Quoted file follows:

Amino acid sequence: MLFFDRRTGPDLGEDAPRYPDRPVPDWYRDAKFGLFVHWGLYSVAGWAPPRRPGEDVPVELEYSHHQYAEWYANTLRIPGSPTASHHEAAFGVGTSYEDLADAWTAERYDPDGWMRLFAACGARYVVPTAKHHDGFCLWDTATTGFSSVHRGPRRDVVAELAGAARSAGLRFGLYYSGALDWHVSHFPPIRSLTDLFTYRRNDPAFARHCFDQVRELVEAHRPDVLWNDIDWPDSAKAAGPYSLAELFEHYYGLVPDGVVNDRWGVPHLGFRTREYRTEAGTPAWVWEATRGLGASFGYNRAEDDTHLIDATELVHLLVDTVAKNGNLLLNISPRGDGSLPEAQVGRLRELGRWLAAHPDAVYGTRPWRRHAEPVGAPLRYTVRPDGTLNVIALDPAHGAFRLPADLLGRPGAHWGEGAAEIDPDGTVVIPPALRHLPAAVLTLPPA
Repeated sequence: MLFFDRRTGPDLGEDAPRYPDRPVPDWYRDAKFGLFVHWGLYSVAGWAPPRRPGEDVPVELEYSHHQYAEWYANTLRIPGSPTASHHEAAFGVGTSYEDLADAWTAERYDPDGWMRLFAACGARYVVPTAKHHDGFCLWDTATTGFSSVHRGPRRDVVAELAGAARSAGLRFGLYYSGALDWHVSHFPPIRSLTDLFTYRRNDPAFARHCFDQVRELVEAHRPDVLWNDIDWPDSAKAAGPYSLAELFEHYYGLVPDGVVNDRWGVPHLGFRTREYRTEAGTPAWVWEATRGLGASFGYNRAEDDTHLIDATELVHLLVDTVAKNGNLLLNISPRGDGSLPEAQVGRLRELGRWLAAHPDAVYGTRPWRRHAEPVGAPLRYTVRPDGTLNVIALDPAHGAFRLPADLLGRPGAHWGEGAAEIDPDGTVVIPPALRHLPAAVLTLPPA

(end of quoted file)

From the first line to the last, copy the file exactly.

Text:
Amino acid sequence: MLFFDRRTGPDLGEDAPRYPDRPVPDWYRDAKFGLFVHWGLYSVAGWAPPRRPGEDVPVELEYSHHQYAEWYANTLRIPGSPTASHHEAAFGVGTSYEDLADAWTAERYDPDGWMRLFAACGARYVVPTAKHHDGFCLWDTATTGFSSVHRGPRRDVVAELAGAARSAGLRFGLYYSGALDWHVSHFPPIRSLTDLFTYRRNDPAFARHCFDQVRELVEAHRPDVLWNDIDWPDSAKAAGPYSLAELFEHYYGLVPDGVVNDRWGVPHLGFRTREYRTEAGTPAWVWEATRGLGASFGYNRAEDDTHLIDATELVHLLVDTVAKNGNLLLNISPRGDGSLPEAQVGRLRELGRWLAAHPDAVYGTRPWRRHAEPVGAPLRYTVRPDGTLNVIALDPAHGAFRLPADLLGRPGAHWGEGAAEIDPDGTVVIPPALRHLPAAVLTLPPA
Repeated sequence: MLFFDRRTGPDLGEDAPRYPDRPVPDWYRDAKFGLFVHWGLYSVAGWAPPRRPGEDVPVELEYSHHQYAEWYANTLRIPGSPTASHHEAAFGVGTSYEDLADAWTAERYDPDGWMRLFAACGARYVVPTAKHHDGFCLWDTATTGFSSVHRGPRRDVVAELAGAARSAGLRFGLYYSGALDWHVSHFPPIRSLTDLFTYRRNDPAFARHCFDQVRELVEAHRPDVLWNDIDWPDSAKAAGPYSLAELFEHYYGLVPDGVVNDRWGVPHLGFRTREYRTEAGTPAWVWEATRGLGASFGYNRAEDDTHLIDATELVHLLVDTVAKNGNLLLNISPRGDGSLPEAQVGRLRELGRWLAAHPDAVYGTRPWRRHAEPVGAPLRYTVRPDGTLNVIALDPAHGAFRLPADLLGRPGAHWGEGAAEIDPDGTVVIPPALRHLPAAVLTLPPA